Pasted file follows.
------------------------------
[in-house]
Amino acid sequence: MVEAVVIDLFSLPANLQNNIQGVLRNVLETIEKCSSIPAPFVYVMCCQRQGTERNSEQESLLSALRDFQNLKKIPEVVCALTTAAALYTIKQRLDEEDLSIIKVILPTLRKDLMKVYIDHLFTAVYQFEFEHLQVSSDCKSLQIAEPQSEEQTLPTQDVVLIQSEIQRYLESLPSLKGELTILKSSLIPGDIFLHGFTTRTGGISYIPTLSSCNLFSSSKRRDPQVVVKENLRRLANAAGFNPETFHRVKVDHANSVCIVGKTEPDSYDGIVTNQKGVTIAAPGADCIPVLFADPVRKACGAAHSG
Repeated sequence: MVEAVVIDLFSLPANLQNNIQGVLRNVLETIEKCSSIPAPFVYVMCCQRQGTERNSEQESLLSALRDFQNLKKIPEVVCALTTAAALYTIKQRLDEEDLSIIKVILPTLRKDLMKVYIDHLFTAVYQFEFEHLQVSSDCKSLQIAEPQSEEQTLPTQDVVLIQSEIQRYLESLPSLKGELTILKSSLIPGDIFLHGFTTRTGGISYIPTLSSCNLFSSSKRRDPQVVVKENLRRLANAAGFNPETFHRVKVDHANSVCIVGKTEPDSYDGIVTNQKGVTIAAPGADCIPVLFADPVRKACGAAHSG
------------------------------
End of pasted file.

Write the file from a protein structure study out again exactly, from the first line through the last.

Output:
[in-house]
Amino acid sequence: MVEAVVIDLFSLPANLQNNIQGVLRNVLETIEKCSSIPAPFVYVMCCQRQGTERNSEQESLLSALRDFQNLKKIPEVVCALTTAAALYTIKQRLDEEDLSIIKVILPTLRKDLMKVYIDHLFTAVYQFEFEHLQVSSDCKSLQIAEPQSEEQTLPTQDVVLIQSEIQRYLESLPSLKGELTILKSSLIPGDIFLHGFTTRTGGISYIPTLSSCNLFSSSKRRDPQVVVKENLRRLANAAGFNPETFHRVKVDHANSVCIVGKTEPDSYDGIVTNQKGVTIAAPGADCIPVLFADPVRKACGAAHSG
Repeated sequence: MVEAVVIDLFSLPANLQNNIQGVLRNVLETIEKCSSIPAPFVYVMCCQRQGTERNSEQESLLSALRDFQNLKKIPEVVCALTTAAALYTIKQRLDEEDLSIIKVILPTLRKDLMKVYIDHLFTAVYQFEFEHLQVSSDCKSLQIAEPQSEEQTLPTQDVVLIQSEIQRYLESLPSLKGELTILKSSLIPGDIFLHGFTTRTGGISYIPTLSSCNLFSSSKRRDPQVVVKENLRRLANAAGFNPETFHRVKVDHANSVCIVGKTEPDSYDGIVTNQKGVTIAAPGADCIPVLFADPVRKACGAAHSG